New conflict of interest concerns: SEC fines RIAs for BD loans

In moves with potentially industrywide repercussions, the Securities and Exchange Commission has meted out over $100,000 in fines to two RIAs for failing to disclose nearly $5 million in loans from its broker dealer to clients.

Washington Wealth Management, now known as Kestra Private Wealth Services, was fined and censured $50,000 by the SEC for failing to disclose $1.8 million in loans from its broker-dealer to clients.

An SEC investigation also found that Advantage Investment Management failed to disclose that it had received more than $3 million in revenue in the form of a forgivable loan made in 2012 by a broker-dealer.

The firm was censured and fined $60,000. AIM did not admit or deny the SEC’s findings, but consented to the entry of the SEC’s order censuring it, and requiring it to cease and desist from further violations.

The broker-dealers who made the loans to the two firms were not named in the SEC action, but both firms were affiliated with LPL Financial when the loans were made in 2012 and 2013.


“Most advisors probably hadn’t considered forgivable loans from the clearing broker as undisclosed revenue giving rise to a conflict of interest similar to revenue sharing,” the consulting firm Cipperman Compliance Services said in an email about the actions. “They should now.”

Washington Wealth “did not disclose the existence, nature, or magnitude of the loans from the Broker-Dealer to its clients, either in its Form ADV filed with the commission or otherwise, until Oct. 16, 2013, almost a full year after it first received a forgivable loan from the Broker-Dealer,” according to the SEC action.

The loans constituted a conflict of interest because the BD required Washington Wealth to use its services and to keep client assets with the BD, according to the commission.

Washington Wealth, now Kestra, settled the matter with the SEC without admitting or denying guilt. “We fully cooperated with the SEC’s inquiry and are pleased to have the matter resolved,” says Kestra Chief Executive Rob Bartenstein.

Advantage Investment Management entered into an agreement with a third-party broker-dealer in August 2012 under which the broker-dealer would become AIM’s new primary broker-dealer, and would provide trade execution, custody, and reporting services for AIM’s clients, the SEC said.

In connection with the agreement, “the broker-dealer issued a loan in excess of $3 million, forgivable over a five-year period,” according to the SEC. AIM also “failed to disclose to its clients and in its Form ADV its receipt of revenue from the broker-dealer and the conflicts of interest created by its agreement with the broker-dealer, in breach of its fiduciary duties,” the SEC investigation found.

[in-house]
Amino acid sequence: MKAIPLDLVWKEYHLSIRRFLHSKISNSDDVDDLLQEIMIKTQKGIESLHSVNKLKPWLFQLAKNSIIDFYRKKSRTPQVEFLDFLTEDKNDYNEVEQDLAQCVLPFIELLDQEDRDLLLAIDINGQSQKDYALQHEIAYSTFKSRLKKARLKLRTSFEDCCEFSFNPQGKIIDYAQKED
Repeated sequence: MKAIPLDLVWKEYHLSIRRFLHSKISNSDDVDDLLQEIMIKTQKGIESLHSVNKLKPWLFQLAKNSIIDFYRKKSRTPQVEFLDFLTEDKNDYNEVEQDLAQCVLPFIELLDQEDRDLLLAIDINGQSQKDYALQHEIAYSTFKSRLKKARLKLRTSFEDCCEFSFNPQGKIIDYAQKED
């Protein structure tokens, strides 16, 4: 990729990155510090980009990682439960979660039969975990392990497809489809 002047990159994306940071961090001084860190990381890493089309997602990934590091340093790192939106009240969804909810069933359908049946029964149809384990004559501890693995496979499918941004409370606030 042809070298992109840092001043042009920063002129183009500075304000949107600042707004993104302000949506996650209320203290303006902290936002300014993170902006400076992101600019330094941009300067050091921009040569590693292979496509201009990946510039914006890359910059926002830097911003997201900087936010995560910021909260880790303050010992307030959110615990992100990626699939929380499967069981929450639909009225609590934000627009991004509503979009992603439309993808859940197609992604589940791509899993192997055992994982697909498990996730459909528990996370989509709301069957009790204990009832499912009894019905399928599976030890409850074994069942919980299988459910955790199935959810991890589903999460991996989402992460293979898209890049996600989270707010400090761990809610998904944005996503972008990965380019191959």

Washington Wealth left LPL for NFP Advisor Services in early 2014. Earlier this year, the firm changed its name to Kestra Private Wealth Services and NFP Advisor Services Holdings changed its name to Kestra Financial.

Former Washington Wealth president John Simmons, now a consultant in Salt Lake City, said the commission is acting like a bully in bringing the action. The commission began its inquiry into the matter while he was still with the firm, Simmons says.

Given that wirehouses are not required to make such disclosures about upfront money, Simmons says, “Washington Wealth’s stance is, ‘Why are you forcing us to do that?'”


But securities lawyer Leonard Steiner of Beverly Hills, Calif. says that investors need such disclosures from firms to fully understand the motives that drive them.

“An Investment advisor is supposed to give conflict-free advice,” Steiner says. “Here it appears … that a brokerage firm gave the investment adviser money in the form of a forgivable note. It was for keeping a certain amount of money at the BD and for putting order flows through the BD, so if the firm doesn’t disclose that to the customer, the customer is being harmed because the customer is not getting advice that isn’t tainted by a conflict of interest.”

In essence, the transaction amounted to a payment over time disguised as a loan, Steiner says.

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